THE BLOG

Why So Many of Us Split Up in the New Year

04/01/2015 23:06 GMT | Updated 04/03/2015 10:59 GMT

New research from the relationships charity that I work for OnePlusOne has found that a quarter of all parents who live with their partner and children have secretly considered separating or divorcing their partner.

Relationships go through ups and downs, and secretly considering a divorce or separation doesn't necessarily mean that a relationship will end - most relationships go through difficulties at times and many couples who want to work things out can, especially if they seek help at an early stage.

However, each year in the UK, around 100,000 children under 16 experience divorce, and the numbers of children who are affected by relationship breakdown are far greater when you take into account that many parents cohabit rather than marry.

January is the most popular time of year to enquire about divorce proceedings, and the first back at work after the Christmas and New Year break has been dubbed 'divorce day' by some legal professionals.

When there are underlying issues in a couple's relationship, the longed for break from work can suddenly feel like being under house arrest. Issues become magnified and too much booze doesn't help, loosening tongues and leading to rows.

Add into the mix interfering relatives, fractious children and the realisation that a big credit card bill will be arriving in January and it's no wonder that so many couples fall out during the festive season. Fall outs can be a signal that these underlying issues need attention.

Some couples will have struggled throughout the year with an unhappy relationship and the question for them moves from is it good enough to stay to is it bad enough to leave? The New Year crystallises that decision.

The number one consideration for most parents is what's best for their children.

All the evidence shows that separated parents who are able to focus on their children's needs and to communicate effectively about money and the arrangements for the children early on, have the best chance of preventing their children becoming stuck in the middle of their disputes.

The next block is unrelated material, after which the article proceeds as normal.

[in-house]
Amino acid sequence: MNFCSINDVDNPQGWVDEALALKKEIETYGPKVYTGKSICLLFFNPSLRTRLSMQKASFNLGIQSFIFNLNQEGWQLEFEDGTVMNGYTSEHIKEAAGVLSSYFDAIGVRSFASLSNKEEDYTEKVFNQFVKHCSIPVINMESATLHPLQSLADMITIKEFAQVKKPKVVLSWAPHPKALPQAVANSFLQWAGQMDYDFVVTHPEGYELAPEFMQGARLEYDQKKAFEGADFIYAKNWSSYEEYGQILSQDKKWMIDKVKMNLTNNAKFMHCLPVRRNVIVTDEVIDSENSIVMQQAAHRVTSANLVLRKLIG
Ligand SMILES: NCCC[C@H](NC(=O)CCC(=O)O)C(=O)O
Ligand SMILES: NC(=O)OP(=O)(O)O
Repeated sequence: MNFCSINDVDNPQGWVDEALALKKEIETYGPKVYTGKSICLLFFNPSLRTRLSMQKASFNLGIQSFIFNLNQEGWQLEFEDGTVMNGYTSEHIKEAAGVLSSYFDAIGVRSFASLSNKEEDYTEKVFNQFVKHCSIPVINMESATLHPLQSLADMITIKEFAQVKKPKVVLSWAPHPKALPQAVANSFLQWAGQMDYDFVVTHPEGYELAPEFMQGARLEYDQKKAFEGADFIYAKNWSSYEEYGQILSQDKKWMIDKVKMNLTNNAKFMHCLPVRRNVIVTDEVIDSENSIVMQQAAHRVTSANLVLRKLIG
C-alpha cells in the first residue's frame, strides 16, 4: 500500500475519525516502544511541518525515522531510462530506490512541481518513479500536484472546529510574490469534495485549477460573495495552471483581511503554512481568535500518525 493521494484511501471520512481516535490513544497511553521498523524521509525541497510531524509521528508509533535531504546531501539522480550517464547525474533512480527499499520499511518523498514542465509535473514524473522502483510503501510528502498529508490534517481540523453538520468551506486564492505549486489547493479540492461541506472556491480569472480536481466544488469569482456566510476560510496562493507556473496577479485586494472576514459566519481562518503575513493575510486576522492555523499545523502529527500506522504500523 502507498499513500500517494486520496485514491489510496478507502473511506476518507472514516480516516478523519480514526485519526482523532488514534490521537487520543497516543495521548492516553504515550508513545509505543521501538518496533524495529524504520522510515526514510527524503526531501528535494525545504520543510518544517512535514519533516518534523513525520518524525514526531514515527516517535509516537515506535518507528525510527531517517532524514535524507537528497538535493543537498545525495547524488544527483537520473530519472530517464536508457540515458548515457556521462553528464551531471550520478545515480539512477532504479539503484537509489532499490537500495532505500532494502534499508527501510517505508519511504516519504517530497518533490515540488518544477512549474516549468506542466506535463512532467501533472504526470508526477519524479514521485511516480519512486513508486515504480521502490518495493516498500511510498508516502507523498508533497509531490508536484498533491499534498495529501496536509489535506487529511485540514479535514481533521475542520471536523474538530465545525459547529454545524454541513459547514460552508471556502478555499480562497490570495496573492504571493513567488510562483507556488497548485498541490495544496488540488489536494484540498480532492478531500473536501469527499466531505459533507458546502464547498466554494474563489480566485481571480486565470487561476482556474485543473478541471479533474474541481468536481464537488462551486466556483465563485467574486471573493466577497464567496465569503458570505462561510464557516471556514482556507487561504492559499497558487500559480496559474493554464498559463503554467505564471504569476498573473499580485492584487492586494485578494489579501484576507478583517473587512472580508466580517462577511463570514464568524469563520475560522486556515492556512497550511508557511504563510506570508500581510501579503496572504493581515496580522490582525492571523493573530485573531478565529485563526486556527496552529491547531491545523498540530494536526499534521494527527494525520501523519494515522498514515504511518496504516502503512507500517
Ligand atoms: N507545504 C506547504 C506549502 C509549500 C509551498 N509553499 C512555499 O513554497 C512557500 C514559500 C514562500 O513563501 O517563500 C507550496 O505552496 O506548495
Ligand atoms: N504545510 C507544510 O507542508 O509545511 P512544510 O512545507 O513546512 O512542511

But when emotions are running high this isn't easy, and many people need support to help them communicate with their ex and make plans which they can keep to.

However the latest government figures show that more than half of parents find it hard to access the support they need.

Help is at hand though from OnePlusOne's Parent Connection online service for separated parents. It's a good starting point for any parent going through the difficult process of separation - its free, available 24/7 and offers reliable information and support. The courses and parenting plan provided have helped thousands of people who are trying to work out a way of parenting after parting that minimises the negative impact of a separation or divorce on their children. And because splitting up is hard on parents too, the service hosts two online forums where separated parents can discuss their problems and ask questions, both of these are moderated by trained counsellors and mediators.

For further information about OnePlusOne and the help it provides to separating parents and couples with relationship difficulties visit www.oneplusone.org.uk/what-we-do